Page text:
When it comes to estate planning and elder law, mental capacity matters. In December 2014, Tom Benson announced plans to transfer future ownership of the New Orleans Saints and Pelicans to his third wife, Gayle Benson, disinheriting his daughter, Renee LeBlanc, and his two grandchildren, Ryan and Rita LeBlanc. What do you supposed happened next? Immediately after, petitioners Renee, Rita, and Ryan filed suit challenging Benson’s new succession plans. The petitioners claimed that the 87-year-old Benson is mentally unfit to manage his personal or business affairs and assets totaling nearly $2 billion. In addition, the suit asked the court to have Benson produce medical records as well as having his mental capacity evaluated by an independent psychiatrist.
The petition reveals a series of incidents Renee, Rita and Ryan claim illustrate Benson’s deteriorating mental health which include the following:
- In the past year, Benson has been so heavily medicated that he has on several occasions forgot what the date was, forgot his age, where he was, and the day of the week.
- His memory has deteriorated so much that “on at least one occasion [Benson] failed to recognize his daughter, Renee.” He also failed to remember her birthday.
- When asked to name the President of the United States, he replied Ronald Reagan. On his second attempt, he guessed Harry Truman.
Despite the petitioners’ claims, however, on June 19, 2015, Orleans Civil District Judge Kern Reese ruled Benson competent.
Ohio Law. So how would a similar case play out in Ohio for Cleveland Browns owner Jimmy Haslem or Cleveland Cavaliers owner Dan Gilbert? Just like in Louisiana, one of the legal requirements to make a testamentary gift in Ohio is that the individual must be of sound mind and memory. That is, the individual must have mental capacity.
To have mental capacity, an individual must have sufficient capacity to: (i) understand the nature of their act—i.e., they must actually know that they are executing a will or trust; (ii) understand the nature and extent of their assets; and (iii) appreciate their relationship to the members of their family.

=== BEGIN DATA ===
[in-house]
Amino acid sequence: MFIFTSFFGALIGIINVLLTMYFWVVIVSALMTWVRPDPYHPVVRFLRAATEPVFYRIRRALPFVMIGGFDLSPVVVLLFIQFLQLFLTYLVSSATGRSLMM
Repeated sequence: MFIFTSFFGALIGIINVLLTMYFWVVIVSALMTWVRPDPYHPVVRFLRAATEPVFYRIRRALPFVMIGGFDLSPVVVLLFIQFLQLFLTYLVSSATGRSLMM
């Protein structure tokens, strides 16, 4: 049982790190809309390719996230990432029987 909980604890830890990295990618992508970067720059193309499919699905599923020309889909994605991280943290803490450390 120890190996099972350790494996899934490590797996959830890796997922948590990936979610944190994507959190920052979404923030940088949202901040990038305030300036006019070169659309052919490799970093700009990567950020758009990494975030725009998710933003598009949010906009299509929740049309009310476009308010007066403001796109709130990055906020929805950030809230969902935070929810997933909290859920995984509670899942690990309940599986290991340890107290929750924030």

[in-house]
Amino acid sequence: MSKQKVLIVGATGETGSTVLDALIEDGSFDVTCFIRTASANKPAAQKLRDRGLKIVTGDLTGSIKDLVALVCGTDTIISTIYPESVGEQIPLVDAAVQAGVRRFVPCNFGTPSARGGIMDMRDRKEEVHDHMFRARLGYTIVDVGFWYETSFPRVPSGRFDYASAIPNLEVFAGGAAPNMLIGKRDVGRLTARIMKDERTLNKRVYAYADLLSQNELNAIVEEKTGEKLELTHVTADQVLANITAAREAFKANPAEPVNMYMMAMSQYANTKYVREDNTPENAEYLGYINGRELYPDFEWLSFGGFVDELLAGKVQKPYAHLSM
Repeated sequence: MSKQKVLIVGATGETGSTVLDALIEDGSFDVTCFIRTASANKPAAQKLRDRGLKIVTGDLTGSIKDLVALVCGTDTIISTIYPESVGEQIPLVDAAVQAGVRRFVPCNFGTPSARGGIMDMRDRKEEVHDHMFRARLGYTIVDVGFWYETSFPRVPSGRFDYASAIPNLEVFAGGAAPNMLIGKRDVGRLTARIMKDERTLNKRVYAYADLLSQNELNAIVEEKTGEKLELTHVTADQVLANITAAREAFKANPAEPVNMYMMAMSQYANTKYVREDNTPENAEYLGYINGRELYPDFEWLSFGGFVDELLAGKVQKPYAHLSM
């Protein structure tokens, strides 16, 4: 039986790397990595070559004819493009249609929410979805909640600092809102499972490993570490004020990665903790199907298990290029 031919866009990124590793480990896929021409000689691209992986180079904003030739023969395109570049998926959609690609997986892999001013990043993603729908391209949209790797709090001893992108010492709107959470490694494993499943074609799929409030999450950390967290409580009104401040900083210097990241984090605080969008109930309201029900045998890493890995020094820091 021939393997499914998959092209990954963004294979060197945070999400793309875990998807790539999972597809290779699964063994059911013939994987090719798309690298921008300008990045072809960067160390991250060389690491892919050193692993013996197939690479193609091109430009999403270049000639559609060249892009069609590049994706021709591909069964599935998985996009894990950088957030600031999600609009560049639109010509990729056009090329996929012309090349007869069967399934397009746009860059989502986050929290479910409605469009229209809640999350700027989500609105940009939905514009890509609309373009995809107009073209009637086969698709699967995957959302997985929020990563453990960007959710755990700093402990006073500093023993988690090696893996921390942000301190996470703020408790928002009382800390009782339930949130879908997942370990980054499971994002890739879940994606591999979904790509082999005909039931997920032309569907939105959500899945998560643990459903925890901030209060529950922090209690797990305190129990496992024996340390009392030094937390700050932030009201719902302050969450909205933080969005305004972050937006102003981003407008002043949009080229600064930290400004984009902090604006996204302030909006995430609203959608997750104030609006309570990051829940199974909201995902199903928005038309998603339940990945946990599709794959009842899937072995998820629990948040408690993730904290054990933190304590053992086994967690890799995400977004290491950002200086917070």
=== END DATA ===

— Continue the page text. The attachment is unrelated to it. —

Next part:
Judge Reese in his ruling cited testimony from Benson’s nurse Takiah Daniels who testified that Benson “agonized over distancing himself from his family members, cried about it, read [the document disinheriting the petitioners] three times, and then decided to place his signature on the document” nevertheless. Moreover, the nurse “testified that no one stood over him while he signed [the new succession plan]. It was his decision.” Finally, although Benson did not testify in his competency trial, Judge Reese did interview Benson behind closed doors, with only the attorneys for both sides present. Reese in his decision wrote Benson “is able to make reasoned decisions as to his person and his property.”
The court rejected the argument that Benson had memory lapses as evidence of mental incapacity. Forget the fact that Dan Gilbert is 63 and Jimmy Haslem is 61. Even if either were Tom Benson’s age and had similar memory lapses, it is likely a judge in Ohio would make a similar conclusion regarding competency. The fact that an individual is “old,” physically frail or ill, and/or possesses a failing memory does not mean that they lack the requisite mental capacity and are unable to comprehend the nature of their act. Furthermore, the fact that a gift makes an apparently unfair or unequal distribution does not necessarily indicate that the individual lacked the mental capacity to make the gift. In fact, an individual may disregard family and friends of long standing and still have a valid will or trust.
That being said, it appears that an Ohio court would reach a similar decision that Benson possessed the legal capacity to change his succession plans dismissing his estranged heirs’ suit.
If you have a loved one who you suspect has capacity issues, please contact a member of the AlerStallings legal team to guide you through the process.